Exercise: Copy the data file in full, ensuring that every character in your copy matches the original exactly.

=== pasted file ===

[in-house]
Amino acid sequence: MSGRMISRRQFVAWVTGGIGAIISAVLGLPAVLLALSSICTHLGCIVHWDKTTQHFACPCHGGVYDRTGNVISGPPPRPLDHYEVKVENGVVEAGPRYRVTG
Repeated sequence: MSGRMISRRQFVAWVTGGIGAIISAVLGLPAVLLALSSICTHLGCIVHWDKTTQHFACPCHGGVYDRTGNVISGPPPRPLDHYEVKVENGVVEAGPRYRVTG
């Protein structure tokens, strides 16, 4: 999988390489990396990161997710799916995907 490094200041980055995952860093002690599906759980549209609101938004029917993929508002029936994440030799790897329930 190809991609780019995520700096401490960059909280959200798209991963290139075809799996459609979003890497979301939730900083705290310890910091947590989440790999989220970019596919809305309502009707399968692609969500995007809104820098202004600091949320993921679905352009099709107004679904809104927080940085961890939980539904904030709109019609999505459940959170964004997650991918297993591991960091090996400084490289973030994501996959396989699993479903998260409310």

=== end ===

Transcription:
[in-house]
Amino acid sequence: MSGRMISRRQFVAWVTGGIGAIISAVLGLPAVLLALSSICTHLGCIVHWDKTTQHFACPCHGGVYDRTGNVISGPPPRPLDHYEVKVENGVVEAGPRYRVTG
Repeated sequence: MSGRMISRRQFVAWVTGGIGAIISAVLGLPAVLLALSSICTHLGCIVHWDKTTQHFACPCHGGVYDRTGNVISGPPPRPLDHYEVKVENGVVEAGPRYRVTG
């Protein structure tokens, strides 16, 4: 999988390489990396990161997710799916995907 490094200041980055995952860093002690599906759980549209609101938004029917993929508002029936994440030799790897329930 190809991609780019995520700096401490960059909280959200798209991963290139075809799996459609979003890497979301939730900083705290310890910091947590989440790999989220970019596919809305309502009707399968692609969500995007809104820098202004600091949320993921679905352009099709107004679904809104927080940085961890939980539904904030709109019609999505459940959170964004997650991918297993591991960091090996400084490289973030994501996959396989699993479903998260409310």